I did want to mention the rest of the part below too.
I checked into putting our house on a lease to own option, but I've discovered that investor's require you to have 75% equity or greater in your home in order for the rental income to count
towards my total income for the year even if I can find a renter who would be interested in buying our home eventually. We only have ~ 10% equity in our home at this point in time so if we did rent out our home on a lease to own option then we would not qualify for the funding to get our dream home that we are wanting. Any straight forward yet helpful answers would be appreciated.... more
There are many options out there, but it is really important that you do your research. In addition to a Realtor guiding you through the process (which is a must - if you don't have a Realtor as your first line of defense, get one) it would be best to seek legal advice from an attorney. There may be options out there, but they are not always in the best interest of the renter or buyer.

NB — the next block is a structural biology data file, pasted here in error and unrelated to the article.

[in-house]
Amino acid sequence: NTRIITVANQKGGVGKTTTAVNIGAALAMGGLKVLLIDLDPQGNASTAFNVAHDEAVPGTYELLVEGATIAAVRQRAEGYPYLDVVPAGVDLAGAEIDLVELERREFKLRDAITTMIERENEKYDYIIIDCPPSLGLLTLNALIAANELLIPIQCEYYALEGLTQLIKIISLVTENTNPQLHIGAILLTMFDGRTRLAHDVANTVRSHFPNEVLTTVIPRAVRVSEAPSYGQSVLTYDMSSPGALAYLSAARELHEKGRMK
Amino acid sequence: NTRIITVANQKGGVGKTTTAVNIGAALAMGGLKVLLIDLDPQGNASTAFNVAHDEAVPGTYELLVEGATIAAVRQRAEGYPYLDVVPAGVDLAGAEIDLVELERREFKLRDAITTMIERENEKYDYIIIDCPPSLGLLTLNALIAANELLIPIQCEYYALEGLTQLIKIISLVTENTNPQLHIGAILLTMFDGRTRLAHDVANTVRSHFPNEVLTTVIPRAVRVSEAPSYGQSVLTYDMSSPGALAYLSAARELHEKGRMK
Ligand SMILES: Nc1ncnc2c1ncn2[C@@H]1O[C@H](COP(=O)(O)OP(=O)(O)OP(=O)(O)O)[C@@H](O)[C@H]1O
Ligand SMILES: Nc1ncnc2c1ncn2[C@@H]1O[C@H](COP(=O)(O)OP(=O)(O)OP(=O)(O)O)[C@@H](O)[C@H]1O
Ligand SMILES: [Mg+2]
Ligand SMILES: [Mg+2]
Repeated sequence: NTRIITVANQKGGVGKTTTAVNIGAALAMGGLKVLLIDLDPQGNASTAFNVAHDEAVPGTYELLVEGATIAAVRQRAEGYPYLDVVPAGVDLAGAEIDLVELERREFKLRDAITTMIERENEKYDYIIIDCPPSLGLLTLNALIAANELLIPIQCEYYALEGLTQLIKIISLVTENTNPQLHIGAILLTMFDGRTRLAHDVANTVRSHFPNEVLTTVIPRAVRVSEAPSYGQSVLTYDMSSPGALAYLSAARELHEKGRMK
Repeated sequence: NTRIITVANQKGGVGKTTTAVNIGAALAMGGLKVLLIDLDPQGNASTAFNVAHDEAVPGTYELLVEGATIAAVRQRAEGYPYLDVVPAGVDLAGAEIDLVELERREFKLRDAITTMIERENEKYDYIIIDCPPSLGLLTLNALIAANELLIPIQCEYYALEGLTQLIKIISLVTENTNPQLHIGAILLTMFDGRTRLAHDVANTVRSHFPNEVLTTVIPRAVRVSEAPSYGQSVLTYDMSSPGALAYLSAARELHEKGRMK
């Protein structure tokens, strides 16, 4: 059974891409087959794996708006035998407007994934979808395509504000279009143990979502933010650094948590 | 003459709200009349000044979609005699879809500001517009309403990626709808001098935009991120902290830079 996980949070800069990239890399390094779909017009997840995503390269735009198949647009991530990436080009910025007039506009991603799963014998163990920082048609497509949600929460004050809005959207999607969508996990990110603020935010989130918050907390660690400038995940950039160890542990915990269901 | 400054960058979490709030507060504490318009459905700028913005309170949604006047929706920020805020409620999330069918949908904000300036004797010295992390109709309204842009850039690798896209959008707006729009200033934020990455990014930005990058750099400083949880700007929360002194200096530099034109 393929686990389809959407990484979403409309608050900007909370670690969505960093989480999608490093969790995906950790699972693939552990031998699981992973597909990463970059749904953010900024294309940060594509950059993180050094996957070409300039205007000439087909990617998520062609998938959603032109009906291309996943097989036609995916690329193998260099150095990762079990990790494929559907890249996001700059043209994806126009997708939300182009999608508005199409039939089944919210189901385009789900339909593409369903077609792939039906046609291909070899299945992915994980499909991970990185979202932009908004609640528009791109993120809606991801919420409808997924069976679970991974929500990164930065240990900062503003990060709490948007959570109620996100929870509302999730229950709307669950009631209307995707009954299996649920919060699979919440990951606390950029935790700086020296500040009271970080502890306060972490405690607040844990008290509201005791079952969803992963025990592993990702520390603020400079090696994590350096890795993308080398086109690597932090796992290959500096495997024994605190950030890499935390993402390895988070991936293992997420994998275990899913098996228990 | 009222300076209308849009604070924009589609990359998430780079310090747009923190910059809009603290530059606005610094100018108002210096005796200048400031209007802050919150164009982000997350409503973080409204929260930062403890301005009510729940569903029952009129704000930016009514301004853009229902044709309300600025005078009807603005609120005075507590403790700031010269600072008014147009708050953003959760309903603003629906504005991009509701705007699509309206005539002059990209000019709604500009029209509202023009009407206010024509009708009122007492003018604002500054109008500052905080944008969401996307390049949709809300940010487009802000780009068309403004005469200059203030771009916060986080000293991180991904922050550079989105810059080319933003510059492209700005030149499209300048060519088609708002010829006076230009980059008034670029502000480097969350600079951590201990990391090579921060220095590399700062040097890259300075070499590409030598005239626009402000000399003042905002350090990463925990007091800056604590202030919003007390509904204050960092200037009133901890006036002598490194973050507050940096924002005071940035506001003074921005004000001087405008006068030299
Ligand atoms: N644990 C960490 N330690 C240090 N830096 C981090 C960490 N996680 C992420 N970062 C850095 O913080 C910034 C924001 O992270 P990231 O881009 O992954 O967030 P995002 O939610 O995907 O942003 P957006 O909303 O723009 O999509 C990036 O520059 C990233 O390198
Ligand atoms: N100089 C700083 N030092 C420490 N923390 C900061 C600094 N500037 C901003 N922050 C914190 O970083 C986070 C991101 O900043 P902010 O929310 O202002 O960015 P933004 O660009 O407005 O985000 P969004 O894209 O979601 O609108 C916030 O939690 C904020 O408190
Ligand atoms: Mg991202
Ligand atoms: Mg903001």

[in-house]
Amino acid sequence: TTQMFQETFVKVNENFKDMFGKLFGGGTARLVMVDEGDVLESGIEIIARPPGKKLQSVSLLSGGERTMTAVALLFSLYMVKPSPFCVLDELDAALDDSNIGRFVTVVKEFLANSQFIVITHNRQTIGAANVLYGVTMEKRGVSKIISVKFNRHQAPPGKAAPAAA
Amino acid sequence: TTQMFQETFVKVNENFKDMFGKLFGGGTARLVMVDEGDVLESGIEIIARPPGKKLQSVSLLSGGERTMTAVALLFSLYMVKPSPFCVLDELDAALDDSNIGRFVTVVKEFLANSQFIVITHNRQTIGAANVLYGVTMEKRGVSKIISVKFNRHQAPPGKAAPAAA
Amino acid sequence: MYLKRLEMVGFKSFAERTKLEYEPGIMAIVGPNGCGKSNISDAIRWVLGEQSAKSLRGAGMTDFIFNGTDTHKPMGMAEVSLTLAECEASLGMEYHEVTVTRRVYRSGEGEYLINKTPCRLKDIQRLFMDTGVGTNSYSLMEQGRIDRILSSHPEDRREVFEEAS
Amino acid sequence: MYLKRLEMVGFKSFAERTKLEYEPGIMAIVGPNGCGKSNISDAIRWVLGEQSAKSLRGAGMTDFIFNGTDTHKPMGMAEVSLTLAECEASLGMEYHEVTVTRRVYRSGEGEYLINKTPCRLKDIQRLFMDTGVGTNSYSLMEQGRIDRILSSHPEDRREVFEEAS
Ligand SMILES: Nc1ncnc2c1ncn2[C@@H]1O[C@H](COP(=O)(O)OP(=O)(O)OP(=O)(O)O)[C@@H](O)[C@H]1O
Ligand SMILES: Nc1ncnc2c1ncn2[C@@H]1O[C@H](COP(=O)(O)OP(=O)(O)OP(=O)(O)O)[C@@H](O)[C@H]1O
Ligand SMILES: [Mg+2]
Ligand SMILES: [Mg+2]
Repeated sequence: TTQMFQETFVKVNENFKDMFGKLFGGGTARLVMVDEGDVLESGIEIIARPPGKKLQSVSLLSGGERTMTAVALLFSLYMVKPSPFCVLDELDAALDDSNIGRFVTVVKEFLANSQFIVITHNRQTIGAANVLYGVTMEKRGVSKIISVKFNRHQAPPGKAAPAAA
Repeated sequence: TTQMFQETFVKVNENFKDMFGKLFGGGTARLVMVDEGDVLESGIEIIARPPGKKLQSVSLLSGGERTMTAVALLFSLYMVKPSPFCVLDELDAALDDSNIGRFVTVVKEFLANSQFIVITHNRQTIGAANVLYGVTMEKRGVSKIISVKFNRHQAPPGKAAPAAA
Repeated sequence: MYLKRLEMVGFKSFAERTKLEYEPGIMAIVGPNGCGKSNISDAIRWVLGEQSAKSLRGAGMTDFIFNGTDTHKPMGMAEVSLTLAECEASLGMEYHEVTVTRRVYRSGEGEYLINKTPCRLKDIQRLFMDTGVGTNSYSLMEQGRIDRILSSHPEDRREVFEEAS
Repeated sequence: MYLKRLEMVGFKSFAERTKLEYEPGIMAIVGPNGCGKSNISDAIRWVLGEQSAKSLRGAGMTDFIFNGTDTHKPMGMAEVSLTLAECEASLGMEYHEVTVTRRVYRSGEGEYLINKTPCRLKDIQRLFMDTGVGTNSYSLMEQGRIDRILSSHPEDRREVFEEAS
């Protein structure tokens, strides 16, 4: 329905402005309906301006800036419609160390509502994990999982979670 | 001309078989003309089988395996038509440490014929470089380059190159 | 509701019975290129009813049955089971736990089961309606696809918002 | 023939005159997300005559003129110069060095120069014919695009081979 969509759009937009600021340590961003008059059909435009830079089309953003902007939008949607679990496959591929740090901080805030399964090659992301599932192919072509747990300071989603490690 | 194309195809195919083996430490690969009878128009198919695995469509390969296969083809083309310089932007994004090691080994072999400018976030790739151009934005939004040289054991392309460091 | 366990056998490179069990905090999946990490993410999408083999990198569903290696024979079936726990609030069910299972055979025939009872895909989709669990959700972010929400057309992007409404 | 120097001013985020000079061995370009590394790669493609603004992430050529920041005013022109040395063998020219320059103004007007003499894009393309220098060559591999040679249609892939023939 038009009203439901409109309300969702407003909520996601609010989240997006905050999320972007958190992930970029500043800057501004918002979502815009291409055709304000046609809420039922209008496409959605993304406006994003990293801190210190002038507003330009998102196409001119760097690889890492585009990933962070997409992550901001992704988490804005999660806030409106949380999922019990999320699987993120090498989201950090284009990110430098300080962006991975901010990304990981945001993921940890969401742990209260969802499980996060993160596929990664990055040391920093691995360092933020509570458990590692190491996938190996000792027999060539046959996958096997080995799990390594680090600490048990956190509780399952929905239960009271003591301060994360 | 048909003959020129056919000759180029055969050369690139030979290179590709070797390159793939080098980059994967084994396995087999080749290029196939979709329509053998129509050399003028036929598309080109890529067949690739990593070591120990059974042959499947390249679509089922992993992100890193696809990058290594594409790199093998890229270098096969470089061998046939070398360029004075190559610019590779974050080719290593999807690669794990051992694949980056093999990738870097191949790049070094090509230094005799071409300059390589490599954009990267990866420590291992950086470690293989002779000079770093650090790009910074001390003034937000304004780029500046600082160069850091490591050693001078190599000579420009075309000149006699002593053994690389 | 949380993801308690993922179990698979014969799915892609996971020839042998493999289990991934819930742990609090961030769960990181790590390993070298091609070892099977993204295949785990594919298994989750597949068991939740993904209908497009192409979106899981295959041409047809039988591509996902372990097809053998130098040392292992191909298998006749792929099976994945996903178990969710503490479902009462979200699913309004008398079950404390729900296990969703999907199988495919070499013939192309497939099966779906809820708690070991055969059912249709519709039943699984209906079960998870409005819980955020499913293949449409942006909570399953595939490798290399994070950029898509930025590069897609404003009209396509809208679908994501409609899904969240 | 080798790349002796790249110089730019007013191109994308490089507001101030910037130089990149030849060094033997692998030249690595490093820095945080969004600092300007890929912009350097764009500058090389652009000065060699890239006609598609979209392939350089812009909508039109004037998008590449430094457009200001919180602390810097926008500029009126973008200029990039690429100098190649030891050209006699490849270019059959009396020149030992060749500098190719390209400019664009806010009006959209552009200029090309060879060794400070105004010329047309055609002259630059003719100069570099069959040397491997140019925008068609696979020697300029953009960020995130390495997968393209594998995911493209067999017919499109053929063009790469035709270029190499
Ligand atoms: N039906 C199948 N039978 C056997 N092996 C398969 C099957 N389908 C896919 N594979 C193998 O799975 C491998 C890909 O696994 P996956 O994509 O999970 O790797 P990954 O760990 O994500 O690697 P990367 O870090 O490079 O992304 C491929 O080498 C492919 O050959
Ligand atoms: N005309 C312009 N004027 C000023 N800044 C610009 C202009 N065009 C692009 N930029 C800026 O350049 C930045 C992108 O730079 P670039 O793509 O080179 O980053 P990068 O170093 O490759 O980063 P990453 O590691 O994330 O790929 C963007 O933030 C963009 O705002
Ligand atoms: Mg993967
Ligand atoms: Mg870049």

Good luck!... more
I think it's all about personal preference. Some people like older homes for the "charm" and the neighborhood. These people understand that older homes may require more maintenance and upkeep, but would rather have a unique home in an older, established neighborhood.
Others don't want to do any work, and want a newer home, even though it may be in a newer "cookie cutter" type neighborhood.... more
It is all based on the home, area, market time and the comparables in the area. You need to see what has sold comparably and base your price accordingly. They will negotiate, but usually not a whole lot. With some exceptions, there homes are usually priced to move. There is no formula, you need to have your agent or you need to do the homework on the area market. Also, offer based on how much you want it.
I never encourage buyers to low ball REO properties. It never works.
These homepath properties also come with great programs for closing, warranty, etc. That factors in there.... more